It’s an established fact that links are the bread and butter of white-hat SEO. However, the focus on acquiring high-quality backlinks tends to overshadow the importance of internal links. While building a solid backlink profile uses up a lot of resources for careful planning and strategizing, internal links are still handled pretty randomly. As a result, the internal structure of a website is pretty random, as well.
Why is this bad for SEO?
And more importantly – what to do about it?
In a nutshell, good internal structure entails a couple of crucial things for SEO: an excellent user experience and improved site crawlability (along with faster page indexability). In other words – it serves both the people and the machines.
Finally, in their Guide to SEO, search engine optimization mavens from Moz.com singled out a feature that top-ranking websites have in common: they are all ‘’easy to use, navigate, and understand’’.
Luckily, there is a technique that opened a large window and let the much needed fresh air into the stale notions about website structure. It’s called Siloing.
Siloing: The marriage of internal structure and topic relevance
Silo structure is basically an upgrade of the traditional deep site structure. In essence, the deeper the links go into your website, the more meaningful the internal structure is. The idea is to link pages that are topically relevant to each other. Silo structure embraces that guideline and cranks it up a notch – with siloing, the topically relevant pages are not only connected meaningfully but are also structurally close to one another.
A silo structure is actually a group of pages organized according to a strict and meaningful hierarchy. The starting page (the main silo) in a hierarchy presents a general topic. The main silo is then broken down to smaller silos, that is – subtopics relevant to the main topic. For example, if the main silo is ‘’kitchen remodel’’, the topically relevant silos would be:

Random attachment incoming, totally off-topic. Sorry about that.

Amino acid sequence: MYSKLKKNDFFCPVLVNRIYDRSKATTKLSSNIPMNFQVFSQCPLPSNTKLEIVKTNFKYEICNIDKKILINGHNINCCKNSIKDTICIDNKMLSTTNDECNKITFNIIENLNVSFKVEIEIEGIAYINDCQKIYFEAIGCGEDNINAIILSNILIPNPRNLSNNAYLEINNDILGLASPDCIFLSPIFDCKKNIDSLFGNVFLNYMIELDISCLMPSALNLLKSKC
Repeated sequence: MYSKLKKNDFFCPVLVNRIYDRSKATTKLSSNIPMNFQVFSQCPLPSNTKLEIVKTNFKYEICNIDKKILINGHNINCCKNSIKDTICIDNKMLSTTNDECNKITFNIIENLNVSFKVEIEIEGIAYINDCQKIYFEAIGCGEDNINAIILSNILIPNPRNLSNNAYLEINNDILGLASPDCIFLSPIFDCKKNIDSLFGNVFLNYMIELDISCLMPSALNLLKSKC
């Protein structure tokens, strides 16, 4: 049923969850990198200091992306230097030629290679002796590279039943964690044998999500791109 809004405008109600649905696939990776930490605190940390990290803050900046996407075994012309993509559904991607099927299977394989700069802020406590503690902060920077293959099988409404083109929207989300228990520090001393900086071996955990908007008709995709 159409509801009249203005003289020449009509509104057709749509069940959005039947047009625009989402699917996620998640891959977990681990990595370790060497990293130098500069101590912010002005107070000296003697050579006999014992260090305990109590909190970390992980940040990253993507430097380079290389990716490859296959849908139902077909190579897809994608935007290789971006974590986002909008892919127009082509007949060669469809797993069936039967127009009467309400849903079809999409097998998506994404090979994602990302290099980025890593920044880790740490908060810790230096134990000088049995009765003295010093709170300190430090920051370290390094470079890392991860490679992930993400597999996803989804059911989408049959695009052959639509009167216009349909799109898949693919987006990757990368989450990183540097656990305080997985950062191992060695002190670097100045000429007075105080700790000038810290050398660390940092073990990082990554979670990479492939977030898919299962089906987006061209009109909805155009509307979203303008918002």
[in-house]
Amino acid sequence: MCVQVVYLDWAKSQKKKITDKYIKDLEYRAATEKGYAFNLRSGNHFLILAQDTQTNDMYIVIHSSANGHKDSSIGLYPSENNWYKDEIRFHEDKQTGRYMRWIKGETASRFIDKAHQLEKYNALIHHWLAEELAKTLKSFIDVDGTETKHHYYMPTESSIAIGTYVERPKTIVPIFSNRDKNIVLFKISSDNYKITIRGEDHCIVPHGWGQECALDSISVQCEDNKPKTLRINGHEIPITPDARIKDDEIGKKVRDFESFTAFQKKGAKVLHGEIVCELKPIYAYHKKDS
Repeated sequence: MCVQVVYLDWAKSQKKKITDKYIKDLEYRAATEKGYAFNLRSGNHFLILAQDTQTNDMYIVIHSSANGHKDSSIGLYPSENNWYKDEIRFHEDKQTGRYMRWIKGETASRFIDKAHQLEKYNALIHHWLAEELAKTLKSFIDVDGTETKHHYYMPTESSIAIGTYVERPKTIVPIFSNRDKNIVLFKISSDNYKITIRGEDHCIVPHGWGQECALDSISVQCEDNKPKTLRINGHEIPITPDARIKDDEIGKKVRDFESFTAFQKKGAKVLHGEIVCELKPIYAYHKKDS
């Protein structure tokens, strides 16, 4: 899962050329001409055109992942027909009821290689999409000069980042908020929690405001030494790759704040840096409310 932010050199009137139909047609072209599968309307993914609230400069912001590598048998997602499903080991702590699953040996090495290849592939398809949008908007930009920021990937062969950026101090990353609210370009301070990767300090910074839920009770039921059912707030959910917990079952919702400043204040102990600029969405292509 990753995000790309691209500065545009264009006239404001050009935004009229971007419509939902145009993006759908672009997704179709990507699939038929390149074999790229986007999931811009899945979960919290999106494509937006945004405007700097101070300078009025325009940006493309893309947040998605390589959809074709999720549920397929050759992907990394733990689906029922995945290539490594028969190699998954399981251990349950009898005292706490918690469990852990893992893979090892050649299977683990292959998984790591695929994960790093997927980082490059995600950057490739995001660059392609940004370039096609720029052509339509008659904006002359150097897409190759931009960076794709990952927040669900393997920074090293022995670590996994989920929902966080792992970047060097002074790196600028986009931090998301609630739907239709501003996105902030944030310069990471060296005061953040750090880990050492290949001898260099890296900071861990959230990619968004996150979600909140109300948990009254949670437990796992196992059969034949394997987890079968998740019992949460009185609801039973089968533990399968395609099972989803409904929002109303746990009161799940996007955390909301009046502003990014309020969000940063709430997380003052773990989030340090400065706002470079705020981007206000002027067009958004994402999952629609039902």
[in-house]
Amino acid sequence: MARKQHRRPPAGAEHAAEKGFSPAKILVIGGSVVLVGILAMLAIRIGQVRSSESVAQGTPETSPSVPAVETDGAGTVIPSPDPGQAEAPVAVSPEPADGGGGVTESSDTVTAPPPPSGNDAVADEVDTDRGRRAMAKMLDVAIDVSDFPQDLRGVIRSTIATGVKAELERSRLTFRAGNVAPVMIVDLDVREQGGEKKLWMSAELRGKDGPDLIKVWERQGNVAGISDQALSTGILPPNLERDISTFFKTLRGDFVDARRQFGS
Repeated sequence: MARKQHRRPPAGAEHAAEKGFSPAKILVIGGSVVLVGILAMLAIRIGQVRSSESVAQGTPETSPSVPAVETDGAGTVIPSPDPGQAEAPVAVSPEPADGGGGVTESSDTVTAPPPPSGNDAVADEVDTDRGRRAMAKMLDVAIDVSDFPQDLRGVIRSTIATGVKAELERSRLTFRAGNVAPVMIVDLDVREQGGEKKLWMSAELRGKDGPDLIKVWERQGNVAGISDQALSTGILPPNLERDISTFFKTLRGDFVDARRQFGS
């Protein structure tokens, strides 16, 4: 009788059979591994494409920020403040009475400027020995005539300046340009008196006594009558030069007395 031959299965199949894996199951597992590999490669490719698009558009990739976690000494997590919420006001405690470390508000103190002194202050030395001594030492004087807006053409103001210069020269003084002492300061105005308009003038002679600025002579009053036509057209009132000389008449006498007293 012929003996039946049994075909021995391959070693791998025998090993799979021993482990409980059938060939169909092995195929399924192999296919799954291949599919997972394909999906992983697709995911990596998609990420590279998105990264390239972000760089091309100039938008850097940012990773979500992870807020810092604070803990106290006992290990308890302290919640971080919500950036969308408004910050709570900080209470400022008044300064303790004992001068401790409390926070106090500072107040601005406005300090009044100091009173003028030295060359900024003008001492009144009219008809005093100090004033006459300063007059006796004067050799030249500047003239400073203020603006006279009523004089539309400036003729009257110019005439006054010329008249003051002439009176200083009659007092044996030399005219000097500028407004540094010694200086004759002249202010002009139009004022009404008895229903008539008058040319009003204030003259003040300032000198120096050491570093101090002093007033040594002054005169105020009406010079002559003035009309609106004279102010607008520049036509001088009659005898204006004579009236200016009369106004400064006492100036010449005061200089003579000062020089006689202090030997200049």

‘’kitchen remodel cost’’
‘’kitchen remodel on a budget’’
‘’kitchen remodel ideas’’
‘’kitchen remodel trends’’
‘’small kitchen remodel’’
Each of these silos could be broken down into their own sub topics; for example, ‘’kitchen remodel trends’’ could generate ‘’kitchen remodel spring trends’’, and so on.
Silo structure vs. blog interlinking
The comparison between the way pages are organized in a silo and on a blog is necessary for a number of reasons. First of all, siloing is challenging the practice that all new content should be put in the blog section, as opposed to anywhere else on the website, where we usually find product and service pages.
Why is that?
Although interlinking blog posts based on how topically relevant they are to each other, it means we are linking pages that are on the same structural level. Basically, all blog posts are on the same hierarchical level, so interlinking them indicates a flat website structure, as opposed to the deep structure we discussed earlier.
The benefits of silo structure
Siloing ensures the sustainability of a website, in the broadest sense of the word. Firstly, it organizes website content in a way that is easy for crawlers to understand, both from the perspective of topic relevance and physical page organization. Secondly, it provides a structure that is easier for users to follow because it’s more meaningful, so moving around a website feels more natural. And no one can deny the long-lasting positive effects of easy crawlability and great user experience.
What’s more, content planning becomes more organized with siloing. Now more than ever, the focus is on grouping topically relevant keywords and breaking them down from the head term to a number of subordinate terms. In that way, content topics become more keyword-informed, so keywords appear naturally throughout the content.
Most importantly, when a user searches for one of your silo keywords and lands on one of the silos, they are naturally guided through the whole silo structure. The greater the user engagement, the clearer the signal to Google that you are the best answer to a searcher’s query!
Does Siloing mean starting from scratch?
Not necessarily. You can use this linking technique to improve your website’s existing internal structure. For example, take the service pages positioned on the main navigation menu. You can organize the drop down menu for each service page and its subpages as a separate silo. Depending on your business, the subpages will either be a top-down breakdown of the main service or different areas in which you offer that service.
Capitalize on the benefits of this amazing linking technique and you are sure to improve the internal structure of your website, boost user experience and get outstanding rankings!